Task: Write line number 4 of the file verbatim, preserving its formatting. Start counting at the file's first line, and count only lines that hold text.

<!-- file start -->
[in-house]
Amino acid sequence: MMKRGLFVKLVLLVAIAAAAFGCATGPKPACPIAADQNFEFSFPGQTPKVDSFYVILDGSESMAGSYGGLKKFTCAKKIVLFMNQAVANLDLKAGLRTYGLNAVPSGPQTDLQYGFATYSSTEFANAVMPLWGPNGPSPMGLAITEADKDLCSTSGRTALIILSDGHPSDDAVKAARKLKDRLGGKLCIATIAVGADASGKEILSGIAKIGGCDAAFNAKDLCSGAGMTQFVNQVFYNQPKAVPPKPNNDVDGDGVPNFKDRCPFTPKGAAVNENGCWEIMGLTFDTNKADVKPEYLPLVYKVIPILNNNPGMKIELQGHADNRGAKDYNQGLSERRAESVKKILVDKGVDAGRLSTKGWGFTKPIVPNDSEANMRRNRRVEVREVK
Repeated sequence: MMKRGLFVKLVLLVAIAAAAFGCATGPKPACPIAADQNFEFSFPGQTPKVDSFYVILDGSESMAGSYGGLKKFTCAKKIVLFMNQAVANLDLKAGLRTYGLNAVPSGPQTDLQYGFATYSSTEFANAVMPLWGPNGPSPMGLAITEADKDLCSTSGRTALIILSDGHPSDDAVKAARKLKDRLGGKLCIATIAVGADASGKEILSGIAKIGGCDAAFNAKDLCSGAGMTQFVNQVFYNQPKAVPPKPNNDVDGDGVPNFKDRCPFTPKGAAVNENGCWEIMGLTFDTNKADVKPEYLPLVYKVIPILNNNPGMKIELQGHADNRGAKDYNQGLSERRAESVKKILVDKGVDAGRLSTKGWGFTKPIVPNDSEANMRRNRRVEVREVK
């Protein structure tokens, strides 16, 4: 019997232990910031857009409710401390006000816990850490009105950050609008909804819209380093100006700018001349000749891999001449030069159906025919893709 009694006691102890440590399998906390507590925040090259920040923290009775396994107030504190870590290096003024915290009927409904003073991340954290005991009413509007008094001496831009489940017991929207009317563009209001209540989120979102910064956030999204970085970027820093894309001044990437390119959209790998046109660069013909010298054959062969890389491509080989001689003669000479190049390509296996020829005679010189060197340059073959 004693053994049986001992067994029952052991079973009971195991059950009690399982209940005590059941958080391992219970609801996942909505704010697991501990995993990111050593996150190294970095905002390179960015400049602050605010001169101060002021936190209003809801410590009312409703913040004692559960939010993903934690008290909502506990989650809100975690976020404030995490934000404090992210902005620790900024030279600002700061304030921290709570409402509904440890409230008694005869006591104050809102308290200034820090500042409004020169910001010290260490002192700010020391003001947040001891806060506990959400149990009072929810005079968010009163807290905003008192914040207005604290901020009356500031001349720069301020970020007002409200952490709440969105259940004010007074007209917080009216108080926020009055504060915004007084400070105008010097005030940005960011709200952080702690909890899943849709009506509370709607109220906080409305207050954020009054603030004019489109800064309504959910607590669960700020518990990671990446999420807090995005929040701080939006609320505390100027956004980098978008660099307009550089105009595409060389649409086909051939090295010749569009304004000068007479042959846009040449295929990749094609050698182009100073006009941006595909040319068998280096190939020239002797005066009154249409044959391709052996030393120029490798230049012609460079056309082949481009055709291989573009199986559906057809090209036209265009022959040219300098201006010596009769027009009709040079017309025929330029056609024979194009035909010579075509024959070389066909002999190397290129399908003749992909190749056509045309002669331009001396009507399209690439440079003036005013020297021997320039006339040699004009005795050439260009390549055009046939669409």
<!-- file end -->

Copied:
């Protein structure tokens, strides 16, 4: 019997232990910031857009409710401390006000816990850490009105950050609008909804819209380093100006700018001349000749891999001449030069159906025919893709 009694006691102890440590399998906390507590925040090259920040923290009775396994107030504190870590290096003024915290009927409904003073991340954290005991009413509007008094001496831009489940017991929207009317563009209001209540989120979102910064956030999204970085970027820093894309001044990437390119959209790998046109660069013909010298054959062969890389491509080989001689003669000479190049390509296996020829005679010189060197340059073959 004693053994049986001992067994029952052991079973009971195991059950009690399982209940005590059941958080391992219970609801996942909505704010697991501990995993990111050593996150190294970095905002390179960015400049602050605010001169101060002021936190209003809801410590009312409703913040004692559960939010993903934690008290909502506990989650809100975690976020404030995490934000404090992210902005620790900024030279600002700061304030921290709570409402509904440890409230008694005869006591104050809102308290200034820090500042409004020169910001010290260490002192700010020391003001947040001891806060506990959400149990009072929810005079968010009163807290905003008192914040207005604290901020009356500031001349720069301020970020007002409200952490709440969105259940004010007074007209917080009216108080926020009055504060915004007084400070105008010097005030940005960011709200952080702690909890899943849709009506509370709607109220906080409305207050954020009054603030004019489109800064309504959910607590669960700020518990990671990446999420807090995005929040701080939006609320505390100027956004980098978008660099307009550089105009595409060389649409086909051939090295010749569009304004000068007479042959846009040449295929990749094609050698182009100073006009941006595909040319068998280096190939020239002797005066009154249409044959391709052996030393120029490798230049012609460079056309082949481009055709291989573009199986559906057809090209036209265009022959040219300098201006010596009769027009009709040079017309025929330029056609024979194009035909010579075509024959070389066909002999190397290129399908003749992909190749056509045309002669331009001396009507399209690439440079003036005013020297021997320039006339040699004009005795050439260009390549055009046939669409």